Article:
Argument is an informal calculus, relating an effort to be performed or sum to be spent, to possible future gain, either economic or moral. In informal logic, an argument is a connection between
The argument is neither a) advice nor b) moral or economical judgement, but the connection between the two. An argument always uses the connective because. An argument is not an explanation. It does not connect two events, cause and effect, which already took place, but a possible individual action and its beneficial outcome. An argument is not a proof. A proof is a logical and cognitive concept; an argument is a praxeologic concept. A proof changes our knowledge; an argument compels us to act.
Argument does not belong to logic, because it is connected to a real person, a real event, and a real effort to be made.
The value of the argument is connected to the immediate circumstances of the person spoken to. If, in the first case,(1) John has no money, or knows he has only one year to live, he will not be interested in buying the stock. If, in the second case (2) she is too heavy, or too old, she will not be interested in studying and becoming a dancer. The argument is not logical, but profitable.
World-disclosing arguments are a group of philosophical arguments that are said to employ a disclosive approach, to reveal features of a wider ontological or cultural-linguistic understanding – a "world," in a specifically ontological sense – in order to clarify or transform the background of meaning and "logical space" on which an argument implicitly depends.
While arguments attempt to show that something was, is, will be, or should be the case, explanations try to show why or how something is or will be. If Fred and Joe address the issue of whether or not Fred's cat has fleas, Joe may state: "Fred, your cat has fleas. Observe, the cat is scratching right now." Joe has made an argument that the cat has fleas. However, if Joe asks Fred, "Why is your cat scratching itself?" the explanation, "...because it has fleas." provides understanding.
Both the above argument and explanation require knowing the generalities that a) fleas often cause itching, and b) that one often scratches to relieve itching. The difference is in the intent: an argument attempts to settle whether or not some claim is true, and an explanation attempts to provide understanding of the event. Note, that by subsuming the specific event (of Fred's cat scratching) as an instance of the general rule that "animals scratch themselves when they have fleas", Joe will no longer wonder why Fred's cat is scratching itself. Arguments address problems of belief, explanations address problems of understanding. Also note that in the argument above, the statement, "Fred's cat has fleas" is up for debate (i.e. is a claim), but in the explanation, the statement, "Fred's cat has fleas" is assumed to be true (unquestioned at this time) and just needs explaining.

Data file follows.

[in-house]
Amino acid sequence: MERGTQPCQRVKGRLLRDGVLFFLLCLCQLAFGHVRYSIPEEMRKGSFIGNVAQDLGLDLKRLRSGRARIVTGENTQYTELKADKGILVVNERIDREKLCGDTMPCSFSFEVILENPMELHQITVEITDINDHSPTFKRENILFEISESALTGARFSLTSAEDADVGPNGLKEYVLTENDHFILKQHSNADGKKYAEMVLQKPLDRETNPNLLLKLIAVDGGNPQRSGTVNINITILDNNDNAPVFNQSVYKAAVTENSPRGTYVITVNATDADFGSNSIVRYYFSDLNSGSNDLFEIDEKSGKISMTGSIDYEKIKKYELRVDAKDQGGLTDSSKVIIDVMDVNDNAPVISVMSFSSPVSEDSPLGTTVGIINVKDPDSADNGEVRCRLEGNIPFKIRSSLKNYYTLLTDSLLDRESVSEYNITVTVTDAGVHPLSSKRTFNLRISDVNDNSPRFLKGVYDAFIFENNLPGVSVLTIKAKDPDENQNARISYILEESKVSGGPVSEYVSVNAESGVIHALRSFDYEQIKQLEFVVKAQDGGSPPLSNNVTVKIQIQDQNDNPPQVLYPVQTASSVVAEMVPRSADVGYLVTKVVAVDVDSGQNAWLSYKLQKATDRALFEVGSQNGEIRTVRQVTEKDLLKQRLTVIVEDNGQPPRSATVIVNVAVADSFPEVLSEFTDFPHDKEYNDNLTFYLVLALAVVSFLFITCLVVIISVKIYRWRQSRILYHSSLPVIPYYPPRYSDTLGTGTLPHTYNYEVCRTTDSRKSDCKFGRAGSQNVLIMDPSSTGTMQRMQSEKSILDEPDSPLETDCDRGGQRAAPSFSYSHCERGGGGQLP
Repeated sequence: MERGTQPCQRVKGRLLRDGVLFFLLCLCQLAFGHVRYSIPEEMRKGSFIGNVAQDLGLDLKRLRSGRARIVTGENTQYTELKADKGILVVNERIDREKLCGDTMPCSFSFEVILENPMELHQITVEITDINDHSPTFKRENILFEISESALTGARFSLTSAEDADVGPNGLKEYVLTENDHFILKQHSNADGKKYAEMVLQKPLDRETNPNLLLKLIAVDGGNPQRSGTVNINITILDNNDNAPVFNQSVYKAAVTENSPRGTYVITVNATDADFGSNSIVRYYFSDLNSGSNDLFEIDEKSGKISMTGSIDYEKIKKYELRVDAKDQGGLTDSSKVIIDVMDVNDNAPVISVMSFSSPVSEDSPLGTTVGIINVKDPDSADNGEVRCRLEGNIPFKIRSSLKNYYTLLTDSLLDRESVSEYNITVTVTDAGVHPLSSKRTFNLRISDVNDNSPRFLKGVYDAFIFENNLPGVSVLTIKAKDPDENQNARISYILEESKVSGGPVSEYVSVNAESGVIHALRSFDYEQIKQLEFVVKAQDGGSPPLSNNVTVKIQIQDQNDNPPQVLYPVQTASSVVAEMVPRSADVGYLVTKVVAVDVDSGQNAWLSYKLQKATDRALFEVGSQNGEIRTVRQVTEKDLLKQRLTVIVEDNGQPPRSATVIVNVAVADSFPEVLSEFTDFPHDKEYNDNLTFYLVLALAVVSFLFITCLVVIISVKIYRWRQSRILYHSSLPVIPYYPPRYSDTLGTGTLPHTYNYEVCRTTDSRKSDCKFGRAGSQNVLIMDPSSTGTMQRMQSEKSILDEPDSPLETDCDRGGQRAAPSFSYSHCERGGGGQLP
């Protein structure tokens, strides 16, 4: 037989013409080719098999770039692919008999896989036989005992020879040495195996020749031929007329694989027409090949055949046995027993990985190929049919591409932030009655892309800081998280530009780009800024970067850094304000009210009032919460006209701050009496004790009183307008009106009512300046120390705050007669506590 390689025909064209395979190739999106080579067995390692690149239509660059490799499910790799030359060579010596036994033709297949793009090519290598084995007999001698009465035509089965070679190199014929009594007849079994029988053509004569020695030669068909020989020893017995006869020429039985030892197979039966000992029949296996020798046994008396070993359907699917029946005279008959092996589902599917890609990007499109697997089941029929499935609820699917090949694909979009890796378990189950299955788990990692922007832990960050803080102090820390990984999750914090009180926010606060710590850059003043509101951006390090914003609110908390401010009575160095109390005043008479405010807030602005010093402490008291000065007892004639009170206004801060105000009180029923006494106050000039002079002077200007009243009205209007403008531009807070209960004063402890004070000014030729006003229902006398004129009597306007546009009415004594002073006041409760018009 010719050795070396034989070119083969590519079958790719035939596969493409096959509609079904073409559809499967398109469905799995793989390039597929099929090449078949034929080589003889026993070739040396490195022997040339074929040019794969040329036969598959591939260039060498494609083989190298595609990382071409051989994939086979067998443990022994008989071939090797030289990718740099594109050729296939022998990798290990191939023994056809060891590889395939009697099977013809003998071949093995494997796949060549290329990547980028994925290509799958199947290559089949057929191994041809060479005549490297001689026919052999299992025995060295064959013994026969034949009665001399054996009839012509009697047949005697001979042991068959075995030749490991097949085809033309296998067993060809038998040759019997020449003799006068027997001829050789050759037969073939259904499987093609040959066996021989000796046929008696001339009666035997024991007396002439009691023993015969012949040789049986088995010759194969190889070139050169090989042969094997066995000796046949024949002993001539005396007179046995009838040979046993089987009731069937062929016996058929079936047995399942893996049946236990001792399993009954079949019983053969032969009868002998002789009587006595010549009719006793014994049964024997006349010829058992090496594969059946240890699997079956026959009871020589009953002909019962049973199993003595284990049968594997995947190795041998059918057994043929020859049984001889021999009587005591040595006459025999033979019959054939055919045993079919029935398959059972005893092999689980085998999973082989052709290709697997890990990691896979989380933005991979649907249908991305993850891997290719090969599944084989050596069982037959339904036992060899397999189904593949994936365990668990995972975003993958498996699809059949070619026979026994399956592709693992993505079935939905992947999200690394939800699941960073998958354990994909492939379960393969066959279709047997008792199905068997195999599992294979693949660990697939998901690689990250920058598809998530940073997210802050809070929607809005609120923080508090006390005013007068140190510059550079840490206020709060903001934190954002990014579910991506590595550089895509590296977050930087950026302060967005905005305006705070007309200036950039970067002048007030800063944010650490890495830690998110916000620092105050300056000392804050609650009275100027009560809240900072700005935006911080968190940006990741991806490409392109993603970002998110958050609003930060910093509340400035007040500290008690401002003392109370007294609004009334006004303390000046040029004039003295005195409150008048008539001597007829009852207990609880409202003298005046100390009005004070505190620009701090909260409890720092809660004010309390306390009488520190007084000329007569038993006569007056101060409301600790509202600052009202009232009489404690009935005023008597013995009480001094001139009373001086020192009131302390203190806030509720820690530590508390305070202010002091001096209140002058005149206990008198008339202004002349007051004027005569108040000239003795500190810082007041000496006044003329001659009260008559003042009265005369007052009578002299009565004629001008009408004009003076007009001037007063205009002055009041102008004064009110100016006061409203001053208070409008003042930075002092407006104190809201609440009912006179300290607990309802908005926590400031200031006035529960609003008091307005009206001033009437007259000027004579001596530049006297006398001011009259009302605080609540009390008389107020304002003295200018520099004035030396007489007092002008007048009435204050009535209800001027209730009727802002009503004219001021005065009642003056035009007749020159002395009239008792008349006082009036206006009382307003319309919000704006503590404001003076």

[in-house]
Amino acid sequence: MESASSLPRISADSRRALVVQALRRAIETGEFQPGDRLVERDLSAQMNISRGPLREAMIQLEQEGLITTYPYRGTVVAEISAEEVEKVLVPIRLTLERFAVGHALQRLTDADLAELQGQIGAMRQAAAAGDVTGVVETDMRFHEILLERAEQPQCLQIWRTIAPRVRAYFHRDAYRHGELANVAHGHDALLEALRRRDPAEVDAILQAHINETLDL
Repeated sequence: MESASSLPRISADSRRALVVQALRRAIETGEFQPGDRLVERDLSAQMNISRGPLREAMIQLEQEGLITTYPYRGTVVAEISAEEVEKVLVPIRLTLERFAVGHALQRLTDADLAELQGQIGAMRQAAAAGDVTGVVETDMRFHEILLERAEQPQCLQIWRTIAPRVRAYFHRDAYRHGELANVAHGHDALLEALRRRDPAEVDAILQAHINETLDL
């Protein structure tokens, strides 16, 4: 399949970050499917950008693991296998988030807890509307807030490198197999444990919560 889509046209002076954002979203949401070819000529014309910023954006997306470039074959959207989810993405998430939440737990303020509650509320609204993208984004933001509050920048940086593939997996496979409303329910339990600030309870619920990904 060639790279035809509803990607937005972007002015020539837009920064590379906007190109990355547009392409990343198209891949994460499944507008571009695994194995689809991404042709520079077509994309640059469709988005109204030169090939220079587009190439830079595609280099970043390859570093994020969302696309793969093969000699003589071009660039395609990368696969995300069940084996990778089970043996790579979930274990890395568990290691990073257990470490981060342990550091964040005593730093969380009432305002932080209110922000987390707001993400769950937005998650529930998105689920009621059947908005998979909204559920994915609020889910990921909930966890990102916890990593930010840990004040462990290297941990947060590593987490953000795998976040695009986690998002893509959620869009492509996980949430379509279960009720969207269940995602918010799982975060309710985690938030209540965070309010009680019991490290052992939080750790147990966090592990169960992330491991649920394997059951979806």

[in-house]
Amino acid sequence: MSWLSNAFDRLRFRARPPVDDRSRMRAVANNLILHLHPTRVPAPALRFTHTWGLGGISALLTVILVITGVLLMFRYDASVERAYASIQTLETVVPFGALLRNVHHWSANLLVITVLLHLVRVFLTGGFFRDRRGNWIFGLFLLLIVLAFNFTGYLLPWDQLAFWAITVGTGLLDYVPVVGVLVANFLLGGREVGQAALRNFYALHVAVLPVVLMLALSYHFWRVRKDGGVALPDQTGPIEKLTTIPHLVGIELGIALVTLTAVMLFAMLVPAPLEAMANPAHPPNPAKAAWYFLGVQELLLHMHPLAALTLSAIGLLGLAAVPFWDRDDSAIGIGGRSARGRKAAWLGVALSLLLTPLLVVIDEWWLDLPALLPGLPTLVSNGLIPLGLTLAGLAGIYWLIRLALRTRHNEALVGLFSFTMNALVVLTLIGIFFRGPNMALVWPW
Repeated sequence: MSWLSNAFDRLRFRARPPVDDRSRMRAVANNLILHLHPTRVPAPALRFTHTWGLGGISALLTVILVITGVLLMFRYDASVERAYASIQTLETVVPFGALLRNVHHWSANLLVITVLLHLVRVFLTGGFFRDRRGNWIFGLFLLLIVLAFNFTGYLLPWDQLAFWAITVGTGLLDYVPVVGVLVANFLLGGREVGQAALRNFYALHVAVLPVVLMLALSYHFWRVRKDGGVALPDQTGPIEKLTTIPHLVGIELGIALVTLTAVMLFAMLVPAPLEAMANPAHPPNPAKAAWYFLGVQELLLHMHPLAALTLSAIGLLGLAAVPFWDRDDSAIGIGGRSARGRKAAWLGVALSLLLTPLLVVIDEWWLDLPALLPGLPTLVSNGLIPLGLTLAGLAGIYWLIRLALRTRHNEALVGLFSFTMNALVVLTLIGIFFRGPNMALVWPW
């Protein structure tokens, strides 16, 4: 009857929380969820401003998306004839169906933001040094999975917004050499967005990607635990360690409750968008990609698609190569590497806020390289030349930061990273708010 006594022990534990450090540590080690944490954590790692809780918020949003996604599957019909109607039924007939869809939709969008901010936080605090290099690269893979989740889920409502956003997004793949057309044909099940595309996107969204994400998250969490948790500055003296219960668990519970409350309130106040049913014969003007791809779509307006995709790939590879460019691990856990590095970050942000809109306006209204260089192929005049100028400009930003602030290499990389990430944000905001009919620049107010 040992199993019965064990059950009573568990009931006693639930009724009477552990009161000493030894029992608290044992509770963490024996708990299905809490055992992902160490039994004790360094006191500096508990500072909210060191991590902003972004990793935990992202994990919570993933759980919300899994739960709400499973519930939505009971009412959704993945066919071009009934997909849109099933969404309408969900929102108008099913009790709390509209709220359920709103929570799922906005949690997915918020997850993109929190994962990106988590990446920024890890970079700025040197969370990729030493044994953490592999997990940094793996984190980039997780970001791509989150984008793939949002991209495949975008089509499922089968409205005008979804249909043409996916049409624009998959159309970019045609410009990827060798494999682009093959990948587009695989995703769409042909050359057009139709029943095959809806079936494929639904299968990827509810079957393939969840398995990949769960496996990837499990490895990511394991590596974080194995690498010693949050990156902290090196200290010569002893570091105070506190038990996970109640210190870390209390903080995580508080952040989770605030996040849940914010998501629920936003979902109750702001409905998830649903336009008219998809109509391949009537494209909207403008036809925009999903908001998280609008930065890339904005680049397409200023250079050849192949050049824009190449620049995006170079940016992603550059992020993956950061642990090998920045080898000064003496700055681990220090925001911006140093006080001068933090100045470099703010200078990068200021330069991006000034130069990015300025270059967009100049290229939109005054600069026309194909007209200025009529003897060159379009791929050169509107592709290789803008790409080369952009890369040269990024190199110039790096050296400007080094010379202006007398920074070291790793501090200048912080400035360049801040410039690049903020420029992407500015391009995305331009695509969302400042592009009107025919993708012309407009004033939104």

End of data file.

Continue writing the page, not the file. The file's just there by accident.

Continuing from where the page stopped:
Explanations and arguments are often studied in the field of Information Systems to help explain user acceptance of knowledge-based systems. Certain argument types may fit better with personality traits to enhance acceptance by individuals.
Fallacies are types of argument or expressions which are held to be of an invalid form or contain errors in reasoning. There is not as yet any general theory of fallacy or strong agreement among researchers of their definition or potential for application but the term is broadly applicable as a label to certain examples of error, and also variously applied to ambiguous candidates.
In Logic types of fallacy are firmly described thus: First the premises and the conclusion must be statements, capable of being true or false. Secondly it must be asserted that the conclusion follows from the premises. In English the words therefore, so, because and hence typically separate the premises from the conclusion of an argument, but this is not necessarily so. Thus: Socrates is a man, all men are mortal therefore Socrates is mortal is clearly an argument (a valid one at that), because it is clear it is asserted that Socrates is mortal follows from the preceding statements. However I was thirsty and therefore I drank is NOT an argument, despite its appearance. It is not being claimed that I drank is logically entailed by I was thirsty. The therefore in this sentence indicates for that reason not it follows that.
Often an argument is invalid because there is a missing premise—the supply of which would render it valid. Speakers and writers will often leave out a strictly necessary premise in their reasonings if it is widely accepted and the writer does not wish to state the blindingly obvious. Example: All metals expand when heated, therefore iron will expand when heated. (Missing premise: iron is a metal). On the other hand, a seemingly valid argument may be found to lack a premise – a 'hidden assumption' – which if highlighted can show a fault in reasoning. Example: A witness reasoned: (Hidden assumptions- the milkman was not the murderer, and the murderer has left by the front or back door).Nobody came out the front door except the milkman; therefore the murderer must have left by the back door.